We walked up to a ridge, past a herd of longhorn cattle to have lunch. Some of the cows were really close to the trail, intimidating with their big horns. Having such an extensive history with cows and hiking, they didn’t scare me and I didn’t bother them. We paused briefly to let a calf catch up with its mother, lest she become anxious. We also passed our first pony, a rather sickly and old looking nag off by itself. We immediately deemed it too tired and slow, leaving it alone. We needed young chipper steeds for our adventures.
We settled into a beautiful field with rock chairs for lunch, enjoying a view of the sudden explosion of Fall colors on the hillside. At this elevation, we’d suddenly entered peak leaf peeping season. There were no cows near us when we stopped but I told Mud, just watch, they’ll come our way. Sure enough, within 10 minutes, the herd started grazing right past our position. We stayed put, calmly eating while a bull (no horns) strolled by just 10 feet away. I had flashbacks to my bull experience camping in Florida but this time he made no noise and just kept grazing past us. All the cows ignored us except for one bossy betty… there’s always one. She walked straight up to me, putting her head down and giving me that stare I know isn’t good. “What?” I said, putting my hands up in the air. “I’m not doing anything but sitting here eating beef jerky, minding my own business…you came up to us!” I didn’t really have any other move but I guess this was enough to call her bluff. She moved over over to Mud, giving him the same stare… probably for his jokes about wanting a burger, then kept going. It was just a reminder “don’t even think about trying to pet one of us.” We watched some adorable calves go by next but were well warned not to get any ideas. At least we got to watch some entertaining cow TV for lunch.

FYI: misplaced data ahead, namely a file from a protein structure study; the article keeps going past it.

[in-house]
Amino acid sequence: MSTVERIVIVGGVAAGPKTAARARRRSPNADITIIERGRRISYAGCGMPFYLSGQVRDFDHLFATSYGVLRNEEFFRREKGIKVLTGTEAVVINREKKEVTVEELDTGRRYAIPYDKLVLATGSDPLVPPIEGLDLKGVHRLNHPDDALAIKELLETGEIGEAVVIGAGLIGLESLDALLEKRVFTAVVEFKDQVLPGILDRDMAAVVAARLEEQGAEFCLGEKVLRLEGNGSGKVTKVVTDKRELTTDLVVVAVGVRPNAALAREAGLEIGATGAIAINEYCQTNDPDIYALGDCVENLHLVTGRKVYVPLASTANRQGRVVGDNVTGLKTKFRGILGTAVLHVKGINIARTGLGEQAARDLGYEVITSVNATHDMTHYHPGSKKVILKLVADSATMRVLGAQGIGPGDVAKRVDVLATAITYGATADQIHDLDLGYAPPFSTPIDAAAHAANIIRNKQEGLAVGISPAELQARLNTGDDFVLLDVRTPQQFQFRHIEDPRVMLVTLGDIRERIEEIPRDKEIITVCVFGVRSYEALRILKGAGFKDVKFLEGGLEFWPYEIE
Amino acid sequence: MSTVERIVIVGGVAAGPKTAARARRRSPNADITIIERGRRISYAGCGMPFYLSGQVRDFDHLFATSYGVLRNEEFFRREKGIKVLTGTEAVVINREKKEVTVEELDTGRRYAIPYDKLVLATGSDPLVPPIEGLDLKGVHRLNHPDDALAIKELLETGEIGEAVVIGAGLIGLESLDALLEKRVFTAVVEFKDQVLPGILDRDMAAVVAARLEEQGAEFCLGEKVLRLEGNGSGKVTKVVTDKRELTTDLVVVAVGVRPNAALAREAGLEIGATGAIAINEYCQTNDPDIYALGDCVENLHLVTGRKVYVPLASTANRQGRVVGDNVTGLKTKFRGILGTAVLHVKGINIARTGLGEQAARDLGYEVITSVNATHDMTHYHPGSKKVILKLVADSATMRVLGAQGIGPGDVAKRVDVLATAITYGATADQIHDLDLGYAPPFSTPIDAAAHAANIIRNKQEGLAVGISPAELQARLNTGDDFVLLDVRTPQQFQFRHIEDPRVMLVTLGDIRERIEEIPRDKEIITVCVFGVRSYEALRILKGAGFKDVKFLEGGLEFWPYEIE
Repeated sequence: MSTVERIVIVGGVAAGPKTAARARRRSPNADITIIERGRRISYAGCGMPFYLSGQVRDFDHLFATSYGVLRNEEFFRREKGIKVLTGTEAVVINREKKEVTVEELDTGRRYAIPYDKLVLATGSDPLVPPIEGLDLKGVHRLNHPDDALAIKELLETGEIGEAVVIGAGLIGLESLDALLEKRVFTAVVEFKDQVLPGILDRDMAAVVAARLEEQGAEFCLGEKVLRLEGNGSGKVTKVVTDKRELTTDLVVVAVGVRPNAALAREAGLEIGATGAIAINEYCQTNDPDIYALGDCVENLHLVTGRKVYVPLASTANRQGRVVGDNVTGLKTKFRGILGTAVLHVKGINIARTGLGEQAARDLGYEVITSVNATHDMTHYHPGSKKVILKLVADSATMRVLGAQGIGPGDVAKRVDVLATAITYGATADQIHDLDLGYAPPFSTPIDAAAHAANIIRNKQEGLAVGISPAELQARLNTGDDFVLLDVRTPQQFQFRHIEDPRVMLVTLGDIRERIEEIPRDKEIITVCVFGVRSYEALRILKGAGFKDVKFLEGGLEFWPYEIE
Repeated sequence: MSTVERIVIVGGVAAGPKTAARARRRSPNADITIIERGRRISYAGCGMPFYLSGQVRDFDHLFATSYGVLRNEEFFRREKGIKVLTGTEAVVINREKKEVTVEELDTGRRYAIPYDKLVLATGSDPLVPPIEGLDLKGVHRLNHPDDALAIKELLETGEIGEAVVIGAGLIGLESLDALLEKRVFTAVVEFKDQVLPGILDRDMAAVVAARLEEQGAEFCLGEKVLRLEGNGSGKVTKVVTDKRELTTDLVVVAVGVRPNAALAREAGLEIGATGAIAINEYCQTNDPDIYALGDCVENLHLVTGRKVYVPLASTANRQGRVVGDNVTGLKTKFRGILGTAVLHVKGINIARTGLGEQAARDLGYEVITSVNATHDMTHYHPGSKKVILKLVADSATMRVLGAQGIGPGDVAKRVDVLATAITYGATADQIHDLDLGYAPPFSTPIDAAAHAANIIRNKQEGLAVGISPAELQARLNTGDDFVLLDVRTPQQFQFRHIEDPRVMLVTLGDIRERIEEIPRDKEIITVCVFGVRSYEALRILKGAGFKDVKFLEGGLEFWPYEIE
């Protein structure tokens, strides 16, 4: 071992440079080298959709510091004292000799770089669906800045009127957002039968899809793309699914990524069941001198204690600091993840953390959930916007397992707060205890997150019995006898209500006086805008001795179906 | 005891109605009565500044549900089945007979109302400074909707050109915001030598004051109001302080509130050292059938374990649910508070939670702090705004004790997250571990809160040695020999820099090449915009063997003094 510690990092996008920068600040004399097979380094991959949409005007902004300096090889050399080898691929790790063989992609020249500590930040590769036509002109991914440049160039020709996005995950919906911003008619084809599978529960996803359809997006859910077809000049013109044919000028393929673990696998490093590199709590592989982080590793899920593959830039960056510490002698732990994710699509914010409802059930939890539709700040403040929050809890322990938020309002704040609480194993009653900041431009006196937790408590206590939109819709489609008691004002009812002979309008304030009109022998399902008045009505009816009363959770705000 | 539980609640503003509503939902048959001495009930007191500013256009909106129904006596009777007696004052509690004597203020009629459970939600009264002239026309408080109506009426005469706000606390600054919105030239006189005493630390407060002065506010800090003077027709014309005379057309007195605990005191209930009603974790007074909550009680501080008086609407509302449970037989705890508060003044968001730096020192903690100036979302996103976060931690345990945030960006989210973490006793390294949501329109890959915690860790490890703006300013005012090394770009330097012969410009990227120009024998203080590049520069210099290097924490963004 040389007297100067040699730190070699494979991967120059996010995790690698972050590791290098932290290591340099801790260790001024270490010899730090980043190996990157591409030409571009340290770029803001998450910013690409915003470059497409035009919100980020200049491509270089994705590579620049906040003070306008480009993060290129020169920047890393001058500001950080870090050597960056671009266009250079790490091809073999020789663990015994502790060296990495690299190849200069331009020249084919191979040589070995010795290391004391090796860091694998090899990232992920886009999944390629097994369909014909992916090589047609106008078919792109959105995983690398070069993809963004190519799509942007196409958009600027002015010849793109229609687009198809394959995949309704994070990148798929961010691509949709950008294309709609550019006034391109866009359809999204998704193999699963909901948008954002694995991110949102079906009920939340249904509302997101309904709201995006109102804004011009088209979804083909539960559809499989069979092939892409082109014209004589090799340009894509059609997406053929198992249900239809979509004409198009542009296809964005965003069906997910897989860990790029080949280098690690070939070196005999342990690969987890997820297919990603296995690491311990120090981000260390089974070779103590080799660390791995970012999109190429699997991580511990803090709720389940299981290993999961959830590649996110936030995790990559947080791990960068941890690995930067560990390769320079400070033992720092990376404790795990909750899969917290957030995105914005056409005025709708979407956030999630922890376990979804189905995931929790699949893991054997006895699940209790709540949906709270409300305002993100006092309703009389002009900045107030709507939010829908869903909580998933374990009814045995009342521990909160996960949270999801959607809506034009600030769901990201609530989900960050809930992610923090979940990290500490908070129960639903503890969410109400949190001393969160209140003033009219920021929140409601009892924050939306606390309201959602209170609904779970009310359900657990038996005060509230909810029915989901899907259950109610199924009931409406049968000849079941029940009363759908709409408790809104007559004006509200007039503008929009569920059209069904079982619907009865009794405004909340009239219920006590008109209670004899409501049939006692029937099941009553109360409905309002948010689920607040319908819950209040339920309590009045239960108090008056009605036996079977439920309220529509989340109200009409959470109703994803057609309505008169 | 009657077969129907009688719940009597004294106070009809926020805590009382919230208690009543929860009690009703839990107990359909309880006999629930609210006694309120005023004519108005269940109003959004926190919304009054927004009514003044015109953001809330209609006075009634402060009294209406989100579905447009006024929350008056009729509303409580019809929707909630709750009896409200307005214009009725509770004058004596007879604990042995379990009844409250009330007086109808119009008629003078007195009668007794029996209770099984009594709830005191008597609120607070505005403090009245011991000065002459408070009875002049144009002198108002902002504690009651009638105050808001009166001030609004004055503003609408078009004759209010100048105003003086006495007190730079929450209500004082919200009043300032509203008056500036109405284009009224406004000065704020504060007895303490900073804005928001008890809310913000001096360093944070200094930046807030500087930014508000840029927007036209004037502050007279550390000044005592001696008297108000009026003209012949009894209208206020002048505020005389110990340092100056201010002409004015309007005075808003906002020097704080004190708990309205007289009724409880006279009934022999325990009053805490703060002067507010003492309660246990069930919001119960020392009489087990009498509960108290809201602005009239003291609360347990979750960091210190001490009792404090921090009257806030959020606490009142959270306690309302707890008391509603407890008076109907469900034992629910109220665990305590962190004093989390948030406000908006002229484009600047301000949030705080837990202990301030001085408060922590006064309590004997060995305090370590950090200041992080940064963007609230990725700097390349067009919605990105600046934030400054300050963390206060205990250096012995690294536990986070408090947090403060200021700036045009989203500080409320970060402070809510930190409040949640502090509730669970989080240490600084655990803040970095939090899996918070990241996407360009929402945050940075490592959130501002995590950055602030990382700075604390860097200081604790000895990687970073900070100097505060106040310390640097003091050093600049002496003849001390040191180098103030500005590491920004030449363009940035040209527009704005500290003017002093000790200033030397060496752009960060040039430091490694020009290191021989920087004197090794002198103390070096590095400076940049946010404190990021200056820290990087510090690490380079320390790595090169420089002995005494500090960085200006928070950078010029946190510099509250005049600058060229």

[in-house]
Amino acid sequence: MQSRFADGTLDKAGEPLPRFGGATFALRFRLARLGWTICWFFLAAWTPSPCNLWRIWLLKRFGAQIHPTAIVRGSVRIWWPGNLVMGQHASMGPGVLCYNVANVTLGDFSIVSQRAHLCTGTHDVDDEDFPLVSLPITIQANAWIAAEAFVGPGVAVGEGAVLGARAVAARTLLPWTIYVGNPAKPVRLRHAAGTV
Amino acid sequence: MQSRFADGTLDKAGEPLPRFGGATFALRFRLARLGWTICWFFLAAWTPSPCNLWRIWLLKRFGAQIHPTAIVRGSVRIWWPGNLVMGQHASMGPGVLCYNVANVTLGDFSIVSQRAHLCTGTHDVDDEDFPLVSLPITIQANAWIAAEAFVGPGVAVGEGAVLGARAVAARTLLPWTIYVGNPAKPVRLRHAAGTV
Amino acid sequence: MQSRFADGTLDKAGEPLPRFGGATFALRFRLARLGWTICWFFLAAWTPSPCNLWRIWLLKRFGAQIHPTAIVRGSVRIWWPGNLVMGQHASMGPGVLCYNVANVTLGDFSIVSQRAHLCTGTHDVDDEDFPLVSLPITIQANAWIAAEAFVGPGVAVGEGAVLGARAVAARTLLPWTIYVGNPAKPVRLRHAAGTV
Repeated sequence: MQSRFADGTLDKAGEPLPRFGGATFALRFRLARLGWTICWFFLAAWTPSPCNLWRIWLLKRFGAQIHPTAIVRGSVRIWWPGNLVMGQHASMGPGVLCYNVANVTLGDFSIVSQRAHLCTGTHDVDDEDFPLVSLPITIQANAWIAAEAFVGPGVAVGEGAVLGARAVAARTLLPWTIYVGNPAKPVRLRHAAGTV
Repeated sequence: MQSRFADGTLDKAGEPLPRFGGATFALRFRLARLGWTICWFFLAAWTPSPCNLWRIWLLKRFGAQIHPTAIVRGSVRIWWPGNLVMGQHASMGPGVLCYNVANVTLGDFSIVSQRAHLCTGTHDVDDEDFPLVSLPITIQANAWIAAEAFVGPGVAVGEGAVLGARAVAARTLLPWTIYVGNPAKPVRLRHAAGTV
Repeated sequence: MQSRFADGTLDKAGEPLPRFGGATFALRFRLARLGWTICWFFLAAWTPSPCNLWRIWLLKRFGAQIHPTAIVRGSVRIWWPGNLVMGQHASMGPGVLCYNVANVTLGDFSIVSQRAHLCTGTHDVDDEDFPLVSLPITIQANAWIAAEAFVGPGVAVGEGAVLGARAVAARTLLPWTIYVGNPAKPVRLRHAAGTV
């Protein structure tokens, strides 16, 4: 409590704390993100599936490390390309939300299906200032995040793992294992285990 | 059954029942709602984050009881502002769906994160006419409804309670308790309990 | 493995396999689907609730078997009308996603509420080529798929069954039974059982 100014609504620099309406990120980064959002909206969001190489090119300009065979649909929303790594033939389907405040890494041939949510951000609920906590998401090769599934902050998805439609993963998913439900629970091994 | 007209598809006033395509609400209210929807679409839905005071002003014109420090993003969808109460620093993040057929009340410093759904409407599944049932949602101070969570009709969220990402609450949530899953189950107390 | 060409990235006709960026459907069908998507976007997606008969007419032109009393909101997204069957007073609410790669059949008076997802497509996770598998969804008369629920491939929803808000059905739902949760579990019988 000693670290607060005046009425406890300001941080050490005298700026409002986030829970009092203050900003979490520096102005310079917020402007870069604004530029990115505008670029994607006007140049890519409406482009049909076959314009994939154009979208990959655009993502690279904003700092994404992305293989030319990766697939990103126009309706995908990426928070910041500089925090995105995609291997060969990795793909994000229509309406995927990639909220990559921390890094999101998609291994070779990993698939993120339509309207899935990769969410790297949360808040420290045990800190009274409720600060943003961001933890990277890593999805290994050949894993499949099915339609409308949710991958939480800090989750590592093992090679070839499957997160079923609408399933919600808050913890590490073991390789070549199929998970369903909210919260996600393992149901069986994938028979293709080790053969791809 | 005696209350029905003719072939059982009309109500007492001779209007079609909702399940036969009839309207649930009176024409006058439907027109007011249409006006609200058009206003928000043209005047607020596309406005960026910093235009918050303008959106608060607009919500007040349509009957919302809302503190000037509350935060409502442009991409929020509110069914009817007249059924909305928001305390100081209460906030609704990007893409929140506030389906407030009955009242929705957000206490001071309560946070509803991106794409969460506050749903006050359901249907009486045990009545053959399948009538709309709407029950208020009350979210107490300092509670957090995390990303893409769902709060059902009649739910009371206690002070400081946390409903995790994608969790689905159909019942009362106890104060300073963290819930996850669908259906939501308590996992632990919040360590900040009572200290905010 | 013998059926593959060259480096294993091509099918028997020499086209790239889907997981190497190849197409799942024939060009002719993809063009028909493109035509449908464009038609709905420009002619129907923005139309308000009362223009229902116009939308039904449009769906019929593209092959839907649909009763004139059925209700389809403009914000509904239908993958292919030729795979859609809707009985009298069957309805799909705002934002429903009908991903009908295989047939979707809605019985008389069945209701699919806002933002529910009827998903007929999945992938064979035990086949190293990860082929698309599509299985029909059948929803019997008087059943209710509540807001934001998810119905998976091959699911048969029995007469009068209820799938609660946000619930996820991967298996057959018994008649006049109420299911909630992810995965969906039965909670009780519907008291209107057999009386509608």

A lady with a German Shepherd came by. I thought the dog would be going crazy over the cows and she was, just in an absolutely terrified kind of way. The lady couldn’t drag her past the herd…in fact she got loose and ran over to us to take refuge. It was hilarious…a Shepherd afraid of cows. I told the dog that she was a disgrace to wolves. She looked shamed. Dogs have feelings, I’m sure of it.